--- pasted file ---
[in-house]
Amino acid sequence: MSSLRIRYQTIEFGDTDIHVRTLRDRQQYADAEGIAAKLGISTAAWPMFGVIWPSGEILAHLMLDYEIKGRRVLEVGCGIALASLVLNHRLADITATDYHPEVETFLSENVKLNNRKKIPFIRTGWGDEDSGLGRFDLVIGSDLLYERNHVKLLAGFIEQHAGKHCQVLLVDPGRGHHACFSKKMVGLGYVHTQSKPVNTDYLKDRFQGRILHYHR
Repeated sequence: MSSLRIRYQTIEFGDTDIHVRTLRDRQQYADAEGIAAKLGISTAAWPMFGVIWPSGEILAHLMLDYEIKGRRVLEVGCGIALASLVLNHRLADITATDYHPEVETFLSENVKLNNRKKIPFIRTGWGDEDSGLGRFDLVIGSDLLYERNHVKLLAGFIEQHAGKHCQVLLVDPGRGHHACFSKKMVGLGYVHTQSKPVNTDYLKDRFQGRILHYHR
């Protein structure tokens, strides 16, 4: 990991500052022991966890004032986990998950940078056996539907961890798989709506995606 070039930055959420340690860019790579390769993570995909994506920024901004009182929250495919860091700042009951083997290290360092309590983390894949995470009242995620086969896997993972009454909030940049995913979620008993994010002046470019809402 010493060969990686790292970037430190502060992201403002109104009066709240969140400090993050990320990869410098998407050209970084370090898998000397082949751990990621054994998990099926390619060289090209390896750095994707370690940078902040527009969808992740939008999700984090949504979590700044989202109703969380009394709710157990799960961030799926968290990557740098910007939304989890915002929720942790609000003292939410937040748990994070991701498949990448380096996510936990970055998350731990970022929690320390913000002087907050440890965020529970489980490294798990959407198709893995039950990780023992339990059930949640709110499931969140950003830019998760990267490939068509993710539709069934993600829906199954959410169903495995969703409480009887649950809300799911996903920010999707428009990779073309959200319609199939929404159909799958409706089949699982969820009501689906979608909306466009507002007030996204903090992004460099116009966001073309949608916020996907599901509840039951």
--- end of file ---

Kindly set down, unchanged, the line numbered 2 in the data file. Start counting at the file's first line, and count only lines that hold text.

Amino acid sequence: MSSLRIRYQTIEFGDTDIHVRTLRDRQQYADAEGIAAKLGISTAAWPMFGVIWPSGEILAHLMLDYEIKGRRVLEVGCGIALASLVLNHRLADITATDYHPEVETFLSENVKLNNRKKIPFIRTGWGDEDSGLGRFDLVIGSDLLYERNHVKLLAGFIEQHAGKHCQVLLVDPGRGHHACFSKKMVGLGYVHTQSKPVNTDYLKDRFQGRILHYHR